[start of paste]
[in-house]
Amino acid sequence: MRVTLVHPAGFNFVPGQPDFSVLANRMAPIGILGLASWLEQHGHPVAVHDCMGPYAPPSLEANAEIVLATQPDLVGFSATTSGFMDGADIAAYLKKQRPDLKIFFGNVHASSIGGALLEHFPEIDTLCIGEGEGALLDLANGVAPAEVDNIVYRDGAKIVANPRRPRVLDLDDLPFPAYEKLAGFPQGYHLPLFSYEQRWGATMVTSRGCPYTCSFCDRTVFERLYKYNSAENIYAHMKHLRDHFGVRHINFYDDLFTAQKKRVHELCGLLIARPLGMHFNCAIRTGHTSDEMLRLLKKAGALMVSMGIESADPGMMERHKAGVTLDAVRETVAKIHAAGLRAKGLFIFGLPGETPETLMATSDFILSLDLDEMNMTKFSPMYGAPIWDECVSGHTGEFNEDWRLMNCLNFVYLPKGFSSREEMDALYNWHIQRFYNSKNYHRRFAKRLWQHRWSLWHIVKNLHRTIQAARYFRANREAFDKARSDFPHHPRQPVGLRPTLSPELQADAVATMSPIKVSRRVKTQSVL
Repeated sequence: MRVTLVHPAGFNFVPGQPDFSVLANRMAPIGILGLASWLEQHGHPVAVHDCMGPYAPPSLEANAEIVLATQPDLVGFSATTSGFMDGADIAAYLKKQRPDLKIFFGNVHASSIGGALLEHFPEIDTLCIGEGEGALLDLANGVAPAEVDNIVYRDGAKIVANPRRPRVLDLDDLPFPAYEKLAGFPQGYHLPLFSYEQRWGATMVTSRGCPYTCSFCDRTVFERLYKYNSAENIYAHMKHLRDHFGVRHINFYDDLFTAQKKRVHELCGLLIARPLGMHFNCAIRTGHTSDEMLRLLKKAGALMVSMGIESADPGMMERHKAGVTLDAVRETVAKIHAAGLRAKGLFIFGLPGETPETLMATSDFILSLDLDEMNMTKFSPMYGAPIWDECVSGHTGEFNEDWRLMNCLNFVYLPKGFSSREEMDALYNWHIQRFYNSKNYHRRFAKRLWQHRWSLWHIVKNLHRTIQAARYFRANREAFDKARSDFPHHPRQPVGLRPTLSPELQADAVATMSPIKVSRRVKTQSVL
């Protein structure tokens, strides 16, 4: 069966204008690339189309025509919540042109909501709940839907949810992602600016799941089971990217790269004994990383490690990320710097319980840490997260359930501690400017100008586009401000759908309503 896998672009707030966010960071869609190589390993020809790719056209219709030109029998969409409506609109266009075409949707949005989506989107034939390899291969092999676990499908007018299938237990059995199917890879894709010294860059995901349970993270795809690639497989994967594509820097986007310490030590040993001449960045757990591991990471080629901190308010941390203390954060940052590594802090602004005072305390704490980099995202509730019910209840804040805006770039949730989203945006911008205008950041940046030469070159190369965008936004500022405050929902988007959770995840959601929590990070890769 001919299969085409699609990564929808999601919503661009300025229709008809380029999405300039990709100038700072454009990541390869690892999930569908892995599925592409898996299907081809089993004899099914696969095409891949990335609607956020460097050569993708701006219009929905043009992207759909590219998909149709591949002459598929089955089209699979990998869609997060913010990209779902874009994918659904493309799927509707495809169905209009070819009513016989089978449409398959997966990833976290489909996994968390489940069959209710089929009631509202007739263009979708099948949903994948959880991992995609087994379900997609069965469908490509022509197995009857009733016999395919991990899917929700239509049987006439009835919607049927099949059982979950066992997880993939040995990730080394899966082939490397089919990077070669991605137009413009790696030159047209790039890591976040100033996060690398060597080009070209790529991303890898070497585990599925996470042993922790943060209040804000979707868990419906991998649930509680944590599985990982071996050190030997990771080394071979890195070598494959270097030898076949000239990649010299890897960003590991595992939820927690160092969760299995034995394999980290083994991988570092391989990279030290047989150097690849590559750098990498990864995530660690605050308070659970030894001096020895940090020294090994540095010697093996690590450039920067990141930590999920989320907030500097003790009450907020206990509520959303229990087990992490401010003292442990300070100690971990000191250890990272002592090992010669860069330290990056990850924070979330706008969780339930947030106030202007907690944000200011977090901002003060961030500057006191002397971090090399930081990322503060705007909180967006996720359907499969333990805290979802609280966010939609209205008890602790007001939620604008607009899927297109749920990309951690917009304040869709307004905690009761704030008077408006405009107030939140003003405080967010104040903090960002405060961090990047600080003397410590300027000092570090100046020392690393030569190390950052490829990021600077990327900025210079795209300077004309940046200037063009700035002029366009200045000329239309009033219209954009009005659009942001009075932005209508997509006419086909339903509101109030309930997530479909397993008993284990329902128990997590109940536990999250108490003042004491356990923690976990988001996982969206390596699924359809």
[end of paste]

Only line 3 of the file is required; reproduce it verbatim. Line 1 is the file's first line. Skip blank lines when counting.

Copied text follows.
Repeated sequence: MRVTLVHPAGFNFVPGQPDFSVLANRMAPIGILGLASWLEQHGHPVAVHDCMGPYAPPSLEANAEIVLATQPDLVGFSATTSGFMDGADIAAYLKKQRPDLKIFFGNVHASSIGGALLEHFPEIDTLCIGEGEGALLDLANGVAPAEVDNIVYRDGAKIVANPRRPRVLDLDDLPFPAYEKLAGFPQGYHLPLFSYEQRWGATMVTSRGCPYTCSFCDRTVFERLYKYNSAENIYAHMKHLRDHFGVRHINFYDDLFTAQKKRVHELCGLLIARPLGMHFNCAIRTGHTSDEMLRLLKKAGALMVSMGIESADPGMMERHKAGVTLDAVRETVAKIHAAGLRAKGLFIFGLPGETPETLMATSDFILSLDLDEMNMTKFSPMYGAPIWDECVSGHTGEFNEDWRLMNCLNFVYLPKGFSSREEMDALYNWHIQRFYNSKNYHRRFAKRLWQHRWSLWHIVKNLHRTIQAARYFRANREAFDKARSDFPHHPRQPVGLRPTLSPELQADAVATMSPIKVSRRVKTQSVL